Can we reject mail yet still deliver it?

Vernon Schryver
Mon May 6 19:17:42 UTC 2002

> From: "Earl A. Killian" <>

> Jeff Wiegley, Ph.D. writes:

>  > I like the idea of saving spam for reasons of accountability,
>  > prosecution and intrusion detection.
> The -l option of dccproc does that.

See also `dccm -l`
Then look in the log directories.

>  > But I would rather my sendmail respond to spam requests with a
>  > ERROR:"550 We don't accept mail from lower-than-dirt spammers"
>  > so that they get the message.
> They probably won't ever see the message.

Because spammers often but not always arrange to not receive 
notices of delivery failure.

>                                            However, rather than the
> above, you might consider something more legalistic, since you mention
> prosecution above.  For example, give a URL to a web page with your
> unsolicited bulk email policy, which states that they owe you $500 per
> message, or something.  Like shrinkwrap software licenses, you could
> try to assert that by sending mail to your site, they have accepted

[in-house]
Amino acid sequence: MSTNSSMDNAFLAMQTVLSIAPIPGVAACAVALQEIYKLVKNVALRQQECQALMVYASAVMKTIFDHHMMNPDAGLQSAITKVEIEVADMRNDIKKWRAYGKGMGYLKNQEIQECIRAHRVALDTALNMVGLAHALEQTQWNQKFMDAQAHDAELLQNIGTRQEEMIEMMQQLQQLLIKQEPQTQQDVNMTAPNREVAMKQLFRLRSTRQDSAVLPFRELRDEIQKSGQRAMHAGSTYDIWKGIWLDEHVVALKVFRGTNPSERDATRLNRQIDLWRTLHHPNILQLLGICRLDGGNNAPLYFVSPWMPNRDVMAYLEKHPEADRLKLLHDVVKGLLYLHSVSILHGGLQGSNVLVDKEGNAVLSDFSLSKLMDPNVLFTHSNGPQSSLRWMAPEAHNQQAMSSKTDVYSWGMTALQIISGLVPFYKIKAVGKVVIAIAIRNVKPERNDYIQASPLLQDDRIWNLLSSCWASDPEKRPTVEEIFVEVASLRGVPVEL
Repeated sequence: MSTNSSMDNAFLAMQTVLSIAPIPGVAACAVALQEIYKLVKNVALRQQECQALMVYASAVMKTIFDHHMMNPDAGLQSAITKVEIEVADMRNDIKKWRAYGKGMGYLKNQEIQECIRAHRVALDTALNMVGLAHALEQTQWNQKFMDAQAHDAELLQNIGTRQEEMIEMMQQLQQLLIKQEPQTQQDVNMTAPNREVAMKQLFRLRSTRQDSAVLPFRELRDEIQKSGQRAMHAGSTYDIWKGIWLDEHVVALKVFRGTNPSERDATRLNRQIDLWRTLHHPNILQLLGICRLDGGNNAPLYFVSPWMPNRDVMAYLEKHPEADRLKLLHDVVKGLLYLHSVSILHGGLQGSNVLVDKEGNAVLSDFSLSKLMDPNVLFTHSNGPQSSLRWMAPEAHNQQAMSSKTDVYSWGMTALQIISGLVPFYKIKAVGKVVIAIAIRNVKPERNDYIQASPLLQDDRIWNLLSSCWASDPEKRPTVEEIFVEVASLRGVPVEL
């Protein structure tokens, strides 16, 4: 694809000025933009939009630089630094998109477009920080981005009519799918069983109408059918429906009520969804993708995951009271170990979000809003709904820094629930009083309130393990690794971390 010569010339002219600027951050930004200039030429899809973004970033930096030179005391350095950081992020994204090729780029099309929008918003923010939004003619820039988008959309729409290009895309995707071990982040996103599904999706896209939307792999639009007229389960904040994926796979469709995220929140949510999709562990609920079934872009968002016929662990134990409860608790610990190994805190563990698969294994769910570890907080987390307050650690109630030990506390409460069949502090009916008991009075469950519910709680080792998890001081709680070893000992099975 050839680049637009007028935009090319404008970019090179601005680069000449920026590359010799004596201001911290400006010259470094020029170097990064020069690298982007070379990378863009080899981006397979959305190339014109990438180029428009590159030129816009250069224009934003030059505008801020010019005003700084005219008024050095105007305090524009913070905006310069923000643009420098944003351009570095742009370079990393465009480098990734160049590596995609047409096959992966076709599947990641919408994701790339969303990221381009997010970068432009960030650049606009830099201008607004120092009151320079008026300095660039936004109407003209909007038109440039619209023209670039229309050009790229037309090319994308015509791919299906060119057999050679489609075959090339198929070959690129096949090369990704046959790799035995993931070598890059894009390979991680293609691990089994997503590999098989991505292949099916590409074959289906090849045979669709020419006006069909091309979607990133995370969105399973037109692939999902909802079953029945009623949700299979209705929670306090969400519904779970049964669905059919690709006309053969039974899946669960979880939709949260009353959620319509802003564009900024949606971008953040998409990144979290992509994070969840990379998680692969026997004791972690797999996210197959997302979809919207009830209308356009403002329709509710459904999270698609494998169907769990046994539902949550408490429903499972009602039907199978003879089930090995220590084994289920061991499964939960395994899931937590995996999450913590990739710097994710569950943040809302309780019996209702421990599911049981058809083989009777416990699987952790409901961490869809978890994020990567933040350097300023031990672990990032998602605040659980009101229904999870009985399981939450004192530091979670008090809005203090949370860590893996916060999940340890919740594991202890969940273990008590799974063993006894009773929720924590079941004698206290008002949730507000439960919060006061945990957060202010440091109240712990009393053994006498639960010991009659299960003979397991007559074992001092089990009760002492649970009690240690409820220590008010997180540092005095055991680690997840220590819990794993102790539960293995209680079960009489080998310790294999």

> your policy.

Fat chance of actually collecting anything.


] Is it possible to have sendmail respond with a 550 rejection error
] but still deliver the article to the recipient?

By the nature of the SMTP protocol, that should be impossible.  A
rejection error message means that the message is rejected instead of
delivered.  However, as noted, you can look in the DCC log files to
see what was rejected or discarded.

] I want to modify the X-DCC-header string to look like:
] X-DCC-XXX-Metrics: XXX 1012; Body=1 Fuz1=1 Fuz2=many Action=reject
] So that my mail filters can be specified to search for all DCC rejected
] mail accurately.

The X-DCC headers on the next version of the DCC client programs will 
contain the string "bulk" if the message is bulkly.

However, that does not seem useful for the stated purpose.  Mail rejected
by dccm can't be filtered in the normal sense because it is not delivered.
However, you could look at last line or two in dccm log files which
says something like "result: reject" for rejected mail.

It is straight forward to write regular expressions to match X-DCC lines
that would be rejected by likely thresholds.
Consider the pattern (Body|Fuz[1-4])=(many|[5-9][0-9]|[0-9]\{3,\})

Vernon Schryver

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